All men in the Seven Countries Study were classified at entry according to their job-related habitual physical activity pattern.13 Class 1 men were bedridden. Class 2 men were sedentary and engaged in little exercise. This category embraced clerks, salesmen, managers, teachers etc. Class 3 men were moderately active during a substantial part of the day and consisted of bakers, butchers, plumbers, small shop-keepers etc. Class 4 men performed hard physical work much of the time and examples of this category are farmers, lumberjacks, fishermen, blacksmiths etc. For each cohort the percentage of men in each class was determined and the average calculated. The average index was multiplied by 1000 in order to get values in the order of magnitude comparable to energy expenditure expressed in kcal.
Weight was measured with a balance to the nearest 100 g without shoes, in light undergarment, according to a standardized protocol.13 Height was measured to the nearest 0.5 cm without shoes. The subscapular skinfold thickness was measured twice in a standardized way at the right side of the body. The average was used in the analysis. For the Japanese cohorts Tanushimaru and Ushibuka the subscapular skinfold thickness values of the 10 y follow-up survey were used because this skinfold was not measured at the baseline examination.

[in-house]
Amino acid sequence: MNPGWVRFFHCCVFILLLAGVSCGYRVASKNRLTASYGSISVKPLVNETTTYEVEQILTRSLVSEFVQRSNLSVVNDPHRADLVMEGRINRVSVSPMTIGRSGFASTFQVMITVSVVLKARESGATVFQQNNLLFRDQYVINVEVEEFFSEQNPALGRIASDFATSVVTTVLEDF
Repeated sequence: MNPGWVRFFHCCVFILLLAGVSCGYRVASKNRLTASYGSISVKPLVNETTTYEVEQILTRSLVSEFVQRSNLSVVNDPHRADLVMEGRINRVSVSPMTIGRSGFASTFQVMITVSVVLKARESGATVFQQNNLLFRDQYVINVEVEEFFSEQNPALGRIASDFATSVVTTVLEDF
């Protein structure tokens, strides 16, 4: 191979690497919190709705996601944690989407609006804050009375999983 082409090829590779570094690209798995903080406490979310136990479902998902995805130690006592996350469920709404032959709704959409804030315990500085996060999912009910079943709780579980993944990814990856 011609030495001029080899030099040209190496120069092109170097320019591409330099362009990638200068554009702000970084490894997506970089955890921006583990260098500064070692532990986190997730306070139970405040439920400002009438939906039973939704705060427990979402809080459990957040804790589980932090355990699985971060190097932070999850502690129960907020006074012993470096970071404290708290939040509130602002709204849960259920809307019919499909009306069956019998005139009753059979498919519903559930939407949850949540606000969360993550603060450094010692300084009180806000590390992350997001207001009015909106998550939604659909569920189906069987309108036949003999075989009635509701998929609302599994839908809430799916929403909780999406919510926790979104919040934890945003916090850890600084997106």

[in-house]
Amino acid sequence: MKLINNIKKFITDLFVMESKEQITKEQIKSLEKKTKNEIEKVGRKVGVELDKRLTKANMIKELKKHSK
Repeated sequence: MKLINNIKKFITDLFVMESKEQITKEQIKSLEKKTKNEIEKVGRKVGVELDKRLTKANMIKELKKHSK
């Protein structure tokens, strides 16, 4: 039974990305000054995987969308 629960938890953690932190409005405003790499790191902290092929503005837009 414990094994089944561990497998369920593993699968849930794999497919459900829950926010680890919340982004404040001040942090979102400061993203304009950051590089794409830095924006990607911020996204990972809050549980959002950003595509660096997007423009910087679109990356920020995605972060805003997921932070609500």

Between 1959 and 1964 dietary information was collected in small random samples of 14 of the 16 cohorts.16 In the other two cohorts dietary information was gathered around 1970. The weighed record method was used in all dietary surveys. In 1985 and 1986 the original dietary data of these cohorts were coded by one dietitian in a standardized way. The average intake of different foods consumed in the 16 cohorts was calculated and summarized in 16 food groups.
In 1987, equivalent food composites representing the average food intake of each cohort at baseline were collected from local markets by two dietitians. These foods were transported in cooling boxes to the laboratory of the Department of Human Nutrition, Agricultural University, Wageningen, The Netherlands (Head, MB Katan). The foods were cleaned and equivalent food composites prepared according to the average consumption patterns of the cohorts. The foods were homogenized and frozen at −20°C until chemical analyses of the different nutrients took place. Total lipids were isolated according to Osborne and Voogt.17 Total energy intake is the sum of total protein, fat and carbohydrates. Total dietary fiber was determined with an enzymatic gravimetric method.18